SJ Duncan

The Tipping Point Blog


So, I'm at my desk, it's almost noon on a Sunday, and, as always, I'm working. Sounds boring, right? But honestly, when I look back on my life as a writer, I wouldn't have it any other way. After all the effort, all the trials, all the years of struggling to find my voice and establish myself, I've come to this point.





Bash is out. It's good. And I finally feel like the writer I've always wanted to be.




Becoming a writer is no easy path. You begin with a little talent, and visions of success and fame. You spend more time daydreaming about being a writer than writing. You waste a lot of energy talking about story ideas, instead of putting them on paper. You have some talent, so it should be easy. Just churn out a couple of bestsellers, and boom, you're a big, rich writer.


This is where motivations get blurry. Do you really want to write?  Or are you looking for money and fame?


If you truly want to write, you write. And you fail. And you write more. And you fail more. You try too hard. You burden your stories with unnecessary prose and strained dialogue. You labor intensively over individual words without realizing entire paragraphs need to be cut. But you write, and you eventually share your work with your people. Naturally, they tell you it’s great. And you believe them.


This has been your first rite of passage.


The next step for most is submitting for publication. You work up the nerve to send off your stuff, then you wait impatiently for the praise and adulation you’re sure will follow. You can’t sleep at night for thinking about it. You can’t work on anything else until you know something. You check your email hourly. You wait for a call. Your life is about to change. You’re sure of it.


Then, after weeks of waiting, you finally have your answer.


Sorry, pal. Your story just doesn't meet our needs.



You have now entered your second rite of passage. You try again. You’re rejected again. And again. And again.


This is where the story ends for a great many potential authors. It hurts. It knocks the wind out of you. You start to doubt everything. Your friends said you were great, but maybe they were just being nice. Maybe it's time to pack it up and go home. Right?


If your only motivation was to become rich and famous, sure. If you just wanted to be thought of as a writer, absolutely. If writing was nothing more than a ticket out of an unhappy life, then yes, you give up. You try something else. You become a YouTuber jumping off things with homemade parachutes. You relegate yourself to the blogosphere where you can write snide, snarky reviews of other people's work, while never perfecting anything of your own. Because that's safe. You can pretend that's what you wanted all along.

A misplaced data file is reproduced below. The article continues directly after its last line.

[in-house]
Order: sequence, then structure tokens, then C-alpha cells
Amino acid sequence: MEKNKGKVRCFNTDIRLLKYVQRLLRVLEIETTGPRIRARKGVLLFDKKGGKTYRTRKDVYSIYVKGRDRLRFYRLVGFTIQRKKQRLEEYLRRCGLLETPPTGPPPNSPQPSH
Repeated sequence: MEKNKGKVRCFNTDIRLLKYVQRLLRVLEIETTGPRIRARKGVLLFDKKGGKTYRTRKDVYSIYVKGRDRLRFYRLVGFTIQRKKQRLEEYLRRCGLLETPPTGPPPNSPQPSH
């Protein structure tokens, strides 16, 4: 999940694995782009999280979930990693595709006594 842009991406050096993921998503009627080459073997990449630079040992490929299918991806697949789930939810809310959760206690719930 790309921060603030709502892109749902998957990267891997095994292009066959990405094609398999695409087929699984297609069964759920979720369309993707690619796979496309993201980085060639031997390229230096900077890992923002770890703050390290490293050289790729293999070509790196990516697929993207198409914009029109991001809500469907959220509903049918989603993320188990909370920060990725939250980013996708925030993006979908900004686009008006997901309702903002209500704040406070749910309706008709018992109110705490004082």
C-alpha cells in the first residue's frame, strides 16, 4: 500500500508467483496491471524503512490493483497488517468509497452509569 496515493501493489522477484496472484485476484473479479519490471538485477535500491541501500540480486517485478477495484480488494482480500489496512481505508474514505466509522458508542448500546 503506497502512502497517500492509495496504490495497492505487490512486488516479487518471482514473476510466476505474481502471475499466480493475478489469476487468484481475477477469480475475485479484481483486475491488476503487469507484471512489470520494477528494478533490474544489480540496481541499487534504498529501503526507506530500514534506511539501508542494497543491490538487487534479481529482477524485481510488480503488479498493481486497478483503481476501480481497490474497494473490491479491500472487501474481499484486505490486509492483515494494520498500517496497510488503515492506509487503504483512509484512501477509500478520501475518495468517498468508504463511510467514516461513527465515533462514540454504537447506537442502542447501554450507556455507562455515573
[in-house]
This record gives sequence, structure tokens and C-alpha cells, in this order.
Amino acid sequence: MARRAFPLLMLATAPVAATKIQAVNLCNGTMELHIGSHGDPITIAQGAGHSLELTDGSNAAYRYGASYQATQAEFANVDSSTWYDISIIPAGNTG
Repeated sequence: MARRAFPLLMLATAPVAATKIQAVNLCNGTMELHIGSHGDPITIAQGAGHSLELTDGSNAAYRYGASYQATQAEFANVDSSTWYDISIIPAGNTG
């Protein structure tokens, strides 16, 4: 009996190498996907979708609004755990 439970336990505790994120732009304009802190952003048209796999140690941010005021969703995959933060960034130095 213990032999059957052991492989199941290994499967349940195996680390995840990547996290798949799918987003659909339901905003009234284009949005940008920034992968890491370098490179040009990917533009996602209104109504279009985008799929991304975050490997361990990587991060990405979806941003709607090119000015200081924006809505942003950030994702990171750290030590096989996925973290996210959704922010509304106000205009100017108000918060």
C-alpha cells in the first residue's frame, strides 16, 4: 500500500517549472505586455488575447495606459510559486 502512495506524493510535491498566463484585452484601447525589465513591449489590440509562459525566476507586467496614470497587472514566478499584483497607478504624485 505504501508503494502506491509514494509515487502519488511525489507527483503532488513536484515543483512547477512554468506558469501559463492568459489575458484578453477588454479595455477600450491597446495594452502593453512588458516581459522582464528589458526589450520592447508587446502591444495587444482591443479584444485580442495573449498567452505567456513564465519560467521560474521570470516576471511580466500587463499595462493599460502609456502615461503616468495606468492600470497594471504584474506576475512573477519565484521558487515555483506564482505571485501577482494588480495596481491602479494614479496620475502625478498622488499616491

But if writing is in your soul, you carry on. If you need it more than you need the money, or the notoriety, or the accolades, you continue to write. Day after day. Year after year. You write and you grow stronger. Eventually you tire of writing lofty, unnecessary prose. You get sick of your own strained dialogue. You learn to be easy with your words. You learn to spot the desperation in your own voice, and to cut it without remorse. And as you grow into your talent, you find ways to get your stuff in the hands of readers. Even if it means printing up chapbooks. Or creating a webzine. Or self-publishing your novels and selling them at mom-and-pop bookstores and sidewalk signings.



If you need to write more than you need anything else, you find ways to make it happen. And in that trial by fire, you are tempered. You are strengthened. You begin to understand yourself and what it is you’re trying to do. Year after year, you piece things together. Day after day, you forge your ideal self from nothingness.


And then, after all the unpublishable novels, after all the false starts and ugly rough drafts, you write something that sings. Something that stands out from your earlier work. Something that you know, without a doubt, is special.


This is where I’m at with Bash.



Some are calling it my breakout book. And I believe them. Because writing this book was an act of breaking out. I broke out of old patterns and routines. I broke out of desperation. I broke out of myself and my own pain, and wrote something new, and engaging, and entertaining.


So, yes, I believe them when they say this is my breakout book. I’ve been chipping away at this for a long time. This is all I've ever wanted. And now that I'm beginning to breakout, I can't wait to see what's on the other side.




         Available now!




2017-07-06 11:58:52 - Krystal Sutton
I've been a fan of SJ Duncan for years now and have thoroughly enjoyed watching him grow and shape himself into the writer he desires to be. I just ordered my copy of Bash from, and I can't wait to get started on it!
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